Hayagriva: Let me uh... [break] What he is saying here that he doesn't believe that knowledge or belief in the immortality of the soul, gives one courage at death, more courage at death.
Prabhupada: No. First of all knowledge means to understand the fact. If you do not know the fact then on this wrong background all your knowledge is (indistinct). If the foundation is wrong then what is the value of such knowledge. Therefore the first knowledge is one should understand that he is not this body, he is soul.
Hayagriva: We should stop. [break] ...Mill was not only a utilitarian but a humanist, and he says, "A religion of humanity can have as excellent an effect, perhaps even to a greater extent, than a supernatural religion." The religion of humanity would cultivate unselfish feelings. That is a religion without God, religion with man at the center.
Prabhupada: So without God, how it can be religion? Religion means, I have already explained, the order of God.
Hayagriva: Finally on immortality and miracles, he says that there is no evidence for the immortality of the soul and none against it, but...
Prabhupada: How he can be convinced? There are so many evidences. That is the misfortune of the human society. A learned person like Mill, he cannot understand, what to speak of the others. This is simple truth. Any child can understand but due to misfortune they cannot understand.
Hayagriva: And finally he says, "The whole domain of the supernatural, the whole domain of the supernatural, of religion is removed from the region of belief into that of simple hope."
Prabhupada: No. It is neither hope nor belief. It is fact. To us at least, Krsna conscious people, it is fact because Krsna is coming and giving instruction to Arjuna, and that is recorded, and we are reading that. So where is it is belief or fiction or something? It is fact.
Hayagriva: He believed that if man could not, by the exercise of his own energies, improve both himself and his outward circumstances, that is if man could not improve the world to do more good for his, to do good for himself and other creatures, vastly more than God had in the first instance done, the being who called him into existence would deserve something very different from thanks at his hands. In other words that if man couldn't improve the world, then...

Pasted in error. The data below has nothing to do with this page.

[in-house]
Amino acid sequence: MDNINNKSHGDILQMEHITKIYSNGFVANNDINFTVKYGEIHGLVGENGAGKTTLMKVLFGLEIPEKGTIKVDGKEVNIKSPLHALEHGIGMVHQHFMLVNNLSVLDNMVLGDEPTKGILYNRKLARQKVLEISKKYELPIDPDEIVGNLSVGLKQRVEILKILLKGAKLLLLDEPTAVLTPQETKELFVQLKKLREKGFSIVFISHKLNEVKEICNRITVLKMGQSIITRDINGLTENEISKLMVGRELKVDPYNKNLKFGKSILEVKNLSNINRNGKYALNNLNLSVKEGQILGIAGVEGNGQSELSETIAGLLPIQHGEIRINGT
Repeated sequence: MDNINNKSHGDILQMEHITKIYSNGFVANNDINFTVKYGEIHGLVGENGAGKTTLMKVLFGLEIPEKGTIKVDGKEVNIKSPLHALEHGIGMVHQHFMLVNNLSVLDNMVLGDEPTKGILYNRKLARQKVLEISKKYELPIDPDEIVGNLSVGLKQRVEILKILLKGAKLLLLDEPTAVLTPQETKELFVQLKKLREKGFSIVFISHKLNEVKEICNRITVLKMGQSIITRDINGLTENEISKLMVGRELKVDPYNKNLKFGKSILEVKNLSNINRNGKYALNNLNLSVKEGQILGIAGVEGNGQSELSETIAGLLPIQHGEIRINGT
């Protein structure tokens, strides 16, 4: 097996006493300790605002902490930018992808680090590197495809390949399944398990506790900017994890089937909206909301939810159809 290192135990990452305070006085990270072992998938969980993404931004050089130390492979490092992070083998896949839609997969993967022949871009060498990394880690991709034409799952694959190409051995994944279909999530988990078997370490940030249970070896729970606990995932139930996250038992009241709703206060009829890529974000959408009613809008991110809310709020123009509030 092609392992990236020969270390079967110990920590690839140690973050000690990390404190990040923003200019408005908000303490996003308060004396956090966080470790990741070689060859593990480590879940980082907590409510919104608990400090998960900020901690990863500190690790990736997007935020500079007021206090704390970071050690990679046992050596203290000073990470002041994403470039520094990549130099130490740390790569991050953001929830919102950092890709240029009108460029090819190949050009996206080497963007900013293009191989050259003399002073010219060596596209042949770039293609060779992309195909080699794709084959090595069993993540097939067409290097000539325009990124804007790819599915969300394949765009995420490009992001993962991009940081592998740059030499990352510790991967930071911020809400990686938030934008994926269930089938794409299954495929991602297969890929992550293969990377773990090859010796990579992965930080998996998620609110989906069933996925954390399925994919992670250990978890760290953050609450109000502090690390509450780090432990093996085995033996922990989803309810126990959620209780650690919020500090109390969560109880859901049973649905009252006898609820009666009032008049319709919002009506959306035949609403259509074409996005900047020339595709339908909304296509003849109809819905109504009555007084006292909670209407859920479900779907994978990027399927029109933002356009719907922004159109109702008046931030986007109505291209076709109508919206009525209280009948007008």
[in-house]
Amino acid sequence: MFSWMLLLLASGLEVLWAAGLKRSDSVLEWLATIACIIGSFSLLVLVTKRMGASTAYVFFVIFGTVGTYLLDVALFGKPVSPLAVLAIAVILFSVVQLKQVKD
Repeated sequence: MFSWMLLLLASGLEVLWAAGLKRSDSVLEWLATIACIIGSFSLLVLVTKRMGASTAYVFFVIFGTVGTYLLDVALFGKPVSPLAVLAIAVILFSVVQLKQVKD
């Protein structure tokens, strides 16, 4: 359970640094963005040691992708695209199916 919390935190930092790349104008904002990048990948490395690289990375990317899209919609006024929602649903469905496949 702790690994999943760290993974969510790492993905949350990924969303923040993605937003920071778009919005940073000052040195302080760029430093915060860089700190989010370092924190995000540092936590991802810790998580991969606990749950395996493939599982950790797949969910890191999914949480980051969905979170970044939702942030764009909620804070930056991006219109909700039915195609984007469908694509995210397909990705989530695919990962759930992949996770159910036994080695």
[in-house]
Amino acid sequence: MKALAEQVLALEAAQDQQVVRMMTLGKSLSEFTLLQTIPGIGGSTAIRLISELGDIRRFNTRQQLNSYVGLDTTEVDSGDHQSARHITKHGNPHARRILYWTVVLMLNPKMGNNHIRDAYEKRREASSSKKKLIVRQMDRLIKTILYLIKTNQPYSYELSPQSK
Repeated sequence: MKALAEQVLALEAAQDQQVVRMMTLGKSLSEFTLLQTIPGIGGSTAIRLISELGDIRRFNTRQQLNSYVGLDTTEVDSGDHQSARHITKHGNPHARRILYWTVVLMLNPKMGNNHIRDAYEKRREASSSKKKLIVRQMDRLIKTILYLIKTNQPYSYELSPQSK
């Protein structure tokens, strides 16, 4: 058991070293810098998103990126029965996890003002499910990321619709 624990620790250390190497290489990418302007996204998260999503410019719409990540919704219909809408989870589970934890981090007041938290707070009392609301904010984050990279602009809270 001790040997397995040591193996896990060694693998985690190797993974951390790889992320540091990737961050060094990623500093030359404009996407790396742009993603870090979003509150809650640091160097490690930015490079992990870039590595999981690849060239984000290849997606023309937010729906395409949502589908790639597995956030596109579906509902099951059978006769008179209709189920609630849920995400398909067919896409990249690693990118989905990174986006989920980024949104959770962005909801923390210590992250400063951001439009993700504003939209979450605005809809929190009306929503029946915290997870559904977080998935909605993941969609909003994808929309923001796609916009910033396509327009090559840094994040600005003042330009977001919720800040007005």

Prabhupada: How it can be improved? One man may be good, religious, abiding by the orders of God, and 99.9 percent, they are Godless. So how it can be improved? This material world, as it is, it can be improved only by the increase of percentage of God conscious men, otherwise there is no possibility of improvement. Every man is differently conscious. So you cannot bring them together. For example, just these modern civilized nations, they are struggling in the United Nation Organization, but they could not do for the last thirty, forty years. That is not possible. That is futile attempt. Unless people become God conscious, there is no improvement of the world.
Hayagriva: One last quote from Mill: "I will call no being good who is not what I mean when I apply that epithet," that is good, "to my fellow creatures, and if such a being can sentence me to hell for not so calling him, to hell I will go."
Prabhupada: I could not follow.
Hayagriva: Well, in other words that God must be good in the relative sense as I would say, "Oh, this is a good man." If he could not call God good in that relative sense he would not call God good.